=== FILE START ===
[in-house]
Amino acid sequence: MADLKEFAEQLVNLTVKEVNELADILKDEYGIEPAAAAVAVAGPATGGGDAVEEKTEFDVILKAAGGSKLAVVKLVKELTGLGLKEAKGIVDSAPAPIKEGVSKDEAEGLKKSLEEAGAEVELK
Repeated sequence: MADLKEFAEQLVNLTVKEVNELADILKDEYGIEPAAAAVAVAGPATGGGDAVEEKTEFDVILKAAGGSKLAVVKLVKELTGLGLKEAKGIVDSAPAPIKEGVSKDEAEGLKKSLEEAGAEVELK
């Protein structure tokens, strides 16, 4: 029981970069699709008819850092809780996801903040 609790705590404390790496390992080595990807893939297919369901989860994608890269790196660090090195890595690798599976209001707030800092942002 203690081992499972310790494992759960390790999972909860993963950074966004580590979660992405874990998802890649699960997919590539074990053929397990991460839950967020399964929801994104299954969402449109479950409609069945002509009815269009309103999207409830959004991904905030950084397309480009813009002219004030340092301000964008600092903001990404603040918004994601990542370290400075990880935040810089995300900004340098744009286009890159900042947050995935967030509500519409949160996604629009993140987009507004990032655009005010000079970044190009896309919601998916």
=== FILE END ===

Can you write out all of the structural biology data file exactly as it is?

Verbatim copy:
[in-house]
Amino acid sequence: MADLKEFAEQLVNLTVKEVNELADILKDEYGIEPAAAAVAVAGPATGGGDAVEEKTEFDVILKAAGGSKLAVVKLVKELTGLGLKEAKGIVDSAPAPIKEGVSKDEAEGLKKSLEEAGAEVELK
Repeated sequence: MADLKEFAEQLVNLTVKEVNELADILKDEYGIEPAAAAVAVAGPATGGGDAVEEKTEFDVILKAAGGSKLAVVKLVKELTGLGLKEAKGIVDSAPAPIKEGVSKDEAEGLKKSLEEAGAEVELK
């Protein structure tokens, strides 16, 4: 029981970069699709008819850092809780996801903040 609790705590404390790496390992080595990807893939297919369901989860994608890269790196660090090195890595690798599976209001707030800092942002 203690081992499972310790494992759960390790999972909860993963950074966004580590979660992405874990998802890649699960997919590539074990053929397990991460839950967020399964929801994104299954969402449109479950409609069945002509009815269009309103999207409830959004991904905030950084397309480009813009002219004030340092301000964008600092903001990404603040918004994601990542370290400075990880935040810089995300900004340098744009286009890159900042947050995935967030509500519409949160996604629009993140987009507004990032655009005010000079970044190009896309919601998916």